Home Arts No punchline necessary: A night of (anti) comedy with Neil Hamburger

No punchline necessary: A night of (anti) comedy with Neil Hamburger

by Archives October 5, 2005

A funny thing happened at Pop Montreal on Sunday night: Neil Hamburger mounted a tiny stage at the cavernous Zoobizarre in the “discount prom-dress” district of St. Hubert and Beaubien with one goal: sending his already uncomfortable audience into a torrent of hysterical laughter. A comedian at Pop Montreal you say? Well why not…isn’t everything “pop” these days? Besides, the mood had already been set by a severely drunk audience member telling everyone in the room – in between bumming smokes – that she was “From New Orleans!” and “Really f@#kin’ drunk!” More on that later. Back to the sweaty comedian in the cheap tux who started his show with guttural moans and snorts into the mic.

Hamburger has a strange way of lulling you into a lowered set of expectations. But he ain’t no lame uncle. There is an inherent craft to his comedy that has more to do with dense cultural critique than easy-breezy Friends-style laughs. And much like all of the truly great comedians, Neil Hamburger formulates an individualistic narrative spell of sorts with his concealed criticism of consumption and celebrity worship.

He started the set with a barrage of tasteless and rather archetypal Michael Jackson jokes that left a lingering feeling that you heard your kid-brother dropping the same one at the dinner table a couple of weeks back. By about the tenth Jackson-the-child-molester joke, I got really nervous. I wondered if I was in store for an entire night of “Why did Michael Jackson hang his kid out of the window of that hotel?” And that’s when I found myself starting to laugh.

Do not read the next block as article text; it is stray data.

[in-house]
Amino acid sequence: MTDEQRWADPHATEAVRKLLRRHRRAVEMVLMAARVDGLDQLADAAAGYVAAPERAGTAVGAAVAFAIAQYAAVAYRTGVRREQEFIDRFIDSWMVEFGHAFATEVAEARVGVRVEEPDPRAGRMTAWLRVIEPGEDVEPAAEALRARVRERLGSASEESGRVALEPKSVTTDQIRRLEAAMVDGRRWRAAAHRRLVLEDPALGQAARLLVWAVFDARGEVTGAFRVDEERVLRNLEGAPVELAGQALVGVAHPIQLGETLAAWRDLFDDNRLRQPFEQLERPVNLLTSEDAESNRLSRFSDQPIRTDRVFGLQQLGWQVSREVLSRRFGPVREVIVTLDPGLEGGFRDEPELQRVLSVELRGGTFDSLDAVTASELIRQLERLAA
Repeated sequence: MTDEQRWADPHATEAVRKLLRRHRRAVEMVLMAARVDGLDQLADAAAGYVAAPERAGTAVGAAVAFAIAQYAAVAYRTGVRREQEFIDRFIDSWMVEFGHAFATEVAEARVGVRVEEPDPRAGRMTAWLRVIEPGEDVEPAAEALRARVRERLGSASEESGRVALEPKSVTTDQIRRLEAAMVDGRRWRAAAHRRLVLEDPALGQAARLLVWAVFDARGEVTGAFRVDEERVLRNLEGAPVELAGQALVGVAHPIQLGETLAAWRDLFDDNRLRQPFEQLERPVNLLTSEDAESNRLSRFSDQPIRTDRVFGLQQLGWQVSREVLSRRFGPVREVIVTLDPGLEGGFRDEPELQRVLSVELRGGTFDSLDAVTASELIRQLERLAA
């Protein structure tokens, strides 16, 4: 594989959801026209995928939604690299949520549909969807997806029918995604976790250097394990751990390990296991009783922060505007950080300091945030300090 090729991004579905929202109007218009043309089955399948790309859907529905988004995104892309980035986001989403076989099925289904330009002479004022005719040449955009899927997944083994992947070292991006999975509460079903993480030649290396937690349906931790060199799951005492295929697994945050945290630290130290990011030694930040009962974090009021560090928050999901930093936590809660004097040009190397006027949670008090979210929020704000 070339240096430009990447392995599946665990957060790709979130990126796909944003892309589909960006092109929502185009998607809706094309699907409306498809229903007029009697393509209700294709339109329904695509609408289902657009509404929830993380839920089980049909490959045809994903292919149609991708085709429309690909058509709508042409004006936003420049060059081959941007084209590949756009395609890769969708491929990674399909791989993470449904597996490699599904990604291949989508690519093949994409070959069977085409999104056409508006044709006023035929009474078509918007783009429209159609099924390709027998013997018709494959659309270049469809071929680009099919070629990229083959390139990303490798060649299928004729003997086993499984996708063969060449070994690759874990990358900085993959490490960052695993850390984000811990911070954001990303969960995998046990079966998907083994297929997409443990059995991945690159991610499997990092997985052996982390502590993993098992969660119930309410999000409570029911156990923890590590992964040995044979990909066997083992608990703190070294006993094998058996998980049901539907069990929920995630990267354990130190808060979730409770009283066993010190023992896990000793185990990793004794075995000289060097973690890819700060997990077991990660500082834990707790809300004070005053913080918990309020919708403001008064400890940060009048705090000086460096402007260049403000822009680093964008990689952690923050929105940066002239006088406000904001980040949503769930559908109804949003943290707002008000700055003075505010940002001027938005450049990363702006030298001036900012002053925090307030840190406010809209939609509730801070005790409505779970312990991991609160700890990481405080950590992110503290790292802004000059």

The highlight of the evening came in the form of some unexpected improv, when Hamburger had to navigate his set around the obnoxious, heckling outbursts of the aforementioned “New Orleanian party girl”. Being deliberately funny seems to attract haters more than any other form of spectacle, and it has become an art-within-the-art to quell the heckler. Hamburger dealt with this front row lush in a way that most comedians would only fantasize about. He began by grunting and screaming into the mic whenever she’d attempt to kill his momentum between jokes, effectively filling the tiny space with ear-splitting wails. After she forged on, he requested that someone in the audience provide him with a gun so that he may “end her miserable f#@king life”. But, of course, this only egged her on further. Then Neil Hamburger pulled the coup d’

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